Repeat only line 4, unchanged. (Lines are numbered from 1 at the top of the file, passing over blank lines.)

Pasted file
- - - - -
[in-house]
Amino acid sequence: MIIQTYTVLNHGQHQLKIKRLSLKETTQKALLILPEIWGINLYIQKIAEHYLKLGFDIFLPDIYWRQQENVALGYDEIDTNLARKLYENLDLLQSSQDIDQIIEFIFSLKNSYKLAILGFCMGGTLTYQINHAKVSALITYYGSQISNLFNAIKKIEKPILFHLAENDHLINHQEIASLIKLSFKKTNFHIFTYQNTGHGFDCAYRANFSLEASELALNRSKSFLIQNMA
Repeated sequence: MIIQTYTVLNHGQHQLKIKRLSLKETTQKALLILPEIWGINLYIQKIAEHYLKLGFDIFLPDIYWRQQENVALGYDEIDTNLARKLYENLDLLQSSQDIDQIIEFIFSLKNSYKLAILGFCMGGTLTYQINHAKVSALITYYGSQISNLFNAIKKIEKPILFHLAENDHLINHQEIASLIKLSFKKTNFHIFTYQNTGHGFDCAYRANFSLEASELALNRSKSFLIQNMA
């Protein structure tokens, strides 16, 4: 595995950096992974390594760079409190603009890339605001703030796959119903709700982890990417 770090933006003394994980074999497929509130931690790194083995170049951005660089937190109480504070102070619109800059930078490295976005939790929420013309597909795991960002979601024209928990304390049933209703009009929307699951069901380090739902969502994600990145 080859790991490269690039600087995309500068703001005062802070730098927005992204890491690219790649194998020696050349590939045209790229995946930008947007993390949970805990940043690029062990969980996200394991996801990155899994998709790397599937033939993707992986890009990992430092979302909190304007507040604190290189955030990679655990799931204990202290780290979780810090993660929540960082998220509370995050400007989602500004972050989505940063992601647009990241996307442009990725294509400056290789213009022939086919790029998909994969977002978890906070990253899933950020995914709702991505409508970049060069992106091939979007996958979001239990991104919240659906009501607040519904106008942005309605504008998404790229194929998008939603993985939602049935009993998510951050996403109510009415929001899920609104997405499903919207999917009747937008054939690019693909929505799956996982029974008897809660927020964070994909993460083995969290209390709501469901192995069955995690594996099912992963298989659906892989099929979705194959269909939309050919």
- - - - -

């Protein structure tokens, strides 16, 4: 595995950096992974390594760079409190603009890339605001703030796959119903709700982890990417 770090933006003394994980074999497929509130931690790194083995170049951005660089937190109480504070102070619109800059930078490295976005939790929420013309597909795991960002979601024209928990304390049933209703009009929307699951069901380090739902969502994600990145 080859790991490269690039600087995309500068703001005062802070730098927005992204890491690219790649194998020696050349590939045209790229995946930008947007993390949970805990940043690029062990969980996200394991996801990155899994998709790397599937033939993707992986890009990992430092979302909190304007507040604190290189955030990679655990799931204990202290780290979780810090993660929540960082998220509370995050400007989602500004972050989505940063992601647009990241996307442009990725294509400056290789213009022939086919790029998909994969977002978890906070990253899933950020995914709702991505409508970049060069992106091939979007996958979001239990991104919240659906009501607040519904106008942005309605504008998404790229194929998008939603993985939602049935009993998510951050996403109510009415929001899920609104997405499903919207999917009747937008054939690019693909929505799956996982029974008897809660927020964070994909993460083995969290209390709501469901192995069955995690594996099912992963298989659906892989099929979705194959269909939309050919």